Wednesday, May 17, 2017

The new grafts are outgrowing their protection

The most vigorous quince are outgrowing their protection.  This variety is called 'Skorospelka'.  So far Skorospelka and Pigwa S-1 are the most vigorous quince while Tashkent is the least vigorous.  I did not have enough Claribel takes (I only grafted two) to make a judgment on its vigor.  In hindsight I should have grafted more Claribel because it is reputed to have the best quality of the six or seven I grafted this year.  The upside is that I did graft a bunch of Tashkent which is the second most highly rated quince for quality.

I make cages out of 24" wide chicken wire (poultry netting).
I don't measure them out but they usually end up five or six inches in the piece in-the-flat would be fifteen to eighteen inches long.  I twist three loops together as shone in front of my palm.  I do this high, low and near the middle.
I bend one of the loops at the top and one at the bottom inward and then spear the stake through them.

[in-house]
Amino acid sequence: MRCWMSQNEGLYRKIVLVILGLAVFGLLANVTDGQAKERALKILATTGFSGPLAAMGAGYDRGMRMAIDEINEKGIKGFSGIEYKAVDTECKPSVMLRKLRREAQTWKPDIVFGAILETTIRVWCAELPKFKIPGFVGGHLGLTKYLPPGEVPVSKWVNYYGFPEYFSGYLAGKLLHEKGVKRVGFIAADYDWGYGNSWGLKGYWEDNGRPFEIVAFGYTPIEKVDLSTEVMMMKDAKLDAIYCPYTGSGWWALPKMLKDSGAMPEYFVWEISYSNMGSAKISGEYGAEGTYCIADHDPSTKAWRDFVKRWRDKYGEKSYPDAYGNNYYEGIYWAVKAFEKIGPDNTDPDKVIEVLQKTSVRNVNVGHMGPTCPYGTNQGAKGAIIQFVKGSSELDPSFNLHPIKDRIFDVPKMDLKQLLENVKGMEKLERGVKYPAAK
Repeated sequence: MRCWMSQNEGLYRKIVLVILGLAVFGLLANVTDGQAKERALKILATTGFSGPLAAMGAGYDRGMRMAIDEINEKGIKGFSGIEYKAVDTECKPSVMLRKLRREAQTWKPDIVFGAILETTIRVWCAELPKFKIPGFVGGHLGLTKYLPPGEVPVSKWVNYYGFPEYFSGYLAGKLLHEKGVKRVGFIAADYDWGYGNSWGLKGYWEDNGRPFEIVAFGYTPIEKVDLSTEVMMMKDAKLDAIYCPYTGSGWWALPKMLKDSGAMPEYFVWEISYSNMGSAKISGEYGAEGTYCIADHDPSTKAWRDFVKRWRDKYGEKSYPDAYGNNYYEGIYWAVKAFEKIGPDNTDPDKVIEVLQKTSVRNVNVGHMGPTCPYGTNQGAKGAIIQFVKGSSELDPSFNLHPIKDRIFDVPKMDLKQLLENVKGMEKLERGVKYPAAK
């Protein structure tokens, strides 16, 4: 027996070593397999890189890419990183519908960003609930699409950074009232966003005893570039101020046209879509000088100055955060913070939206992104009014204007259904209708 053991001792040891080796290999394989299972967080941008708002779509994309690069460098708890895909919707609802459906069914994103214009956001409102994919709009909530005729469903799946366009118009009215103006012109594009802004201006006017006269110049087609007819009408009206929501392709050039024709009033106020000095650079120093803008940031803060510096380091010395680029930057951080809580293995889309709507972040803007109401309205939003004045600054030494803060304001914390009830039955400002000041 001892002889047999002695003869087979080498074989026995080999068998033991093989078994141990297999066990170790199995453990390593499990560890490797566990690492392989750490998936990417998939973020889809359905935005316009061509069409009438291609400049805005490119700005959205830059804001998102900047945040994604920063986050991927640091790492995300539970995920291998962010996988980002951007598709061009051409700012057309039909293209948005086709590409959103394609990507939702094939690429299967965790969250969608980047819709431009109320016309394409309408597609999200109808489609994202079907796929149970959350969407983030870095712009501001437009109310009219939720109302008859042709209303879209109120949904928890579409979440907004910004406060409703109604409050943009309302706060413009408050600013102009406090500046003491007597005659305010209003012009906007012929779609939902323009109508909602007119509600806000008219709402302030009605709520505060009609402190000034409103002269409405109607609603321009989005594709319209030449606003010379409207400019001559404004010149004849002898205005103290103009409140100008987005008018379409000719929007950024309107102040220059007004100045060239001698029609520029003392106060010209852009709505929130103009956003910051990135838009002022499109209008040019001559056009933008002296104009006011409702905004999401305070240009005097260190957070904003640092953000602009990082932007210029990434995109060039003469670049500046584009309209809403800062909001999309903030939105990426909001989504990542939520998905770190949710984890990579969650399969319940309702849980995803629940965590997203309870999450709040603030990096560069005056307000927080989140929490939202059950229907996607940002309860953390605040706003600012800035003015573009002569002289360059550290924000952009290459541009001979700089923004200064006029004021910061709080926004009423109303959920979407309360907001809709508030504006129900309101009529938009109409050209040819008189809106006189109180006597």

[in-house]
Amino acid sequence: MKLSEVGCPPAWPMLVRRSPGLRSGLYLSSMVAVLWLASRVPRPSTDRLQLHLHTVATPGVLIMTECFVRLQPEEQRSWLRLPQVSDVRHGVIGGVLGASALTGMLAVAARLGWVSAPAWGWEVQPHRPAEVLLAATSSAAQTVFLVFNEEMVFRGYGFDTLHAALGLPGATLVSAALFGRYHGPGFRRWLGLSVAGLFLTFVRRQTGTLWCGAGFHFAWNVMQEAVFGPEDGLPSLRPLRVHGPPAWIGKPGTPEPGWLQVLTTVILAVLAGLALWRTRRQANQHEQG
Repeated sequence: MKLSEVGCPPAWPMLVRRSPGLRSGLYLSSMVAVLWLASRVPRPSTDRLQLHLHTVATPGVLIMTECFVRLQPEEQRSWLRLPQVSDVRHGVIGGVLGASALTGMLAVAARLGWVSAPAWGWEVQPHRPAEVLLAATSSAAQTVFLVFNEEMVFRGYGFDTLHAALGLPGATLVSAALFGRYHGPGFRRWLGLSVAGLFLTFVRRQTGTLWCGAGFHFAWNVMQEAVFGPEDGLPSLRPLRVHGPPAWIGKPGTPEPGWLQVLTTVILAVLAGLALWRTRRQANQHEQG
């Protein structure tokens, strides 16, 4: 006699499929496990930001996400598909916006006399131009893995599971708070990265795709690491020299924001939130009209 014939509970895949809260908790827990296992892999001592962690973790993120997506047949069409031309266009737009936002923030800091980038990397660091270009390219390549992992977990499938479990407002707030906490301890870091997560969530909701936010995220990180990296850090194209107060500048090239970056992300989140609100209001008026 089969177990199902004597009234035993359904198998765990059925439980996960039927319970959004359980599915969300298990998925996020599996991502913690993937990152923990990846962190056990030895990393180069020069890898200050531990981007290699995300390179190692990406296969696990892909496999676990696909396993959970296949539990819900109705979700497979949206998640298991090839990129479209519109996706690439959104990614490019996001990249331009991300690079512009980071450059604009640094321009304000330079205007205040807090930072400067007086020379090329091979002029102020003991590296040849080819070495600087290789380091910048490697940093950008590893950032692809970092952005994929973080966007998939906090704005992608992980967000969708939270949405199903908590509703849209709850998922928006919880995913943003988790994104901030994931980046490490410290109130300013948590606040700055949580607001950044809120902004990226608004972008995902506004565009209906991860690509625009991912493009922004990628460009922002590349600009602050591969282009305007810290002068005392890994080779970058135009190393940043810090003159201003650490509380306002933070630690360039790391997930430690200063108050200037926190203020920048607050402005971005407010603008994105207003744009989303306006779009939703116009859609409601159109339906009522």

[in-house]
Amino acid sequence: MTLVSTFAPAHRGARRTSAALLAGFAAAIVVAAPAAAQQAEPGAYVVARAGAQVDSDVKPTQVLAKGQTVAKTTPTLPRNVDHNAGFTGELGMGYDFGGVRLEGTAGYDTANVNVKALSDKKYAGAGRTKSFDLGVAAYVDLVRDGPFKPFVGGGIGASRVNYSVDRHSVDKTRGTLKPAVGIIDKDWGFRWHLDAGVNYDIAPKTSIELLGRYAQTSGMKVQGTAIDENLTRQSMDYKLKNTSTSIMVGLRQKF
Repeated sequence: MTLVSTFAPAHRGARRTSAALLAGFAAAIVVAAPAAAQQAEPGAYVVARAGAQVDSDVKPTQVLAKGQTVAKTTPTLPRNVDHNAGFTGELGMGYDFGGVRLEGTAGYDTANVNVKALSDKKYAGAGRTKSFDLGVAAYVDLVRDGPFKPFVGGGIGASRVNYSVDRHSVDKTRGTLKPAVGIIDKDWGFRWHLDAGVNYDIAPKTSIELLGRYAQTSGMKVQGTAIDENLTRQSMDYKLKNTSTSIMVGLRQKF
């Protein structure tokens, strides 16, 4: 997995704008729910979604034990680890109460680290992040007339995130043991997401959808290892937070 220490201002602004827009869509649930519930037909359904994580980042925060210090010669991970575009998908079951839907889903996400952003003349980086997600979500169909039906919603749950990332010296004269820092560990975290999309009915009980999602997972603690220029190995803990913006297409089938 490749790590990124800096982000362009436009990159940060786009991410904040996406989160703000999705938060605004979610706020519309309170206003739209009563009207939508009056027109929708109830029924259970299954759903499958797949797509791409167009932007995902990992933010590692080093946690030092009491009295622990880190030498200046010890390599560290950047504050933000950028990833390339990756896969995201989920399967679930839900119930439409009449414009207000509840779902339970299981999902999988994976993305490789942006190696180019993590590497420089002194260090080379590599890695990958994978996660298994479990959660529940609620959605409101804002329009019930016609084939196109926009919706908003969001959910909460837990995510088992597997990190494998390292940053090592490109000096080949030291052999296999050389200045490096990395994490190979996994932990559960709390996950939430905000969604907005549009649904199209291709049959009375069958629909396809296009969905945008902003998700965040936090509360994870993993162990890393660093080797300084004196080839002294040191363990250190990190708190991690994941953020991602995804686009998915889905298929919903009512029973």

I position the stake so it is on the upwind side (assuming prevailing wind directions).  That way there is less risk of the wind batting the cage against the tender graft or new shoots.
Bonus picture
These are two pear leafs.  The top leaf is from a European Pear (Pyrus communis) and the bottom leaf is from an Asian Pear (Pyrus pyrifolia).  Quite a drastic difference in size.

One way to create the illusion of great depth in the landscape (even if the lot is very shallow) is to plant a coarse, large-leaved specimen in the foreground and finer, smaller leaved plants in the background.

An example would be of planting a fig tree  or weeping mulberry in front of a backdrop of bamboo or Salix "Rubikins" or Salix purpurea "Nana" or Switch grass "Thundercloud".

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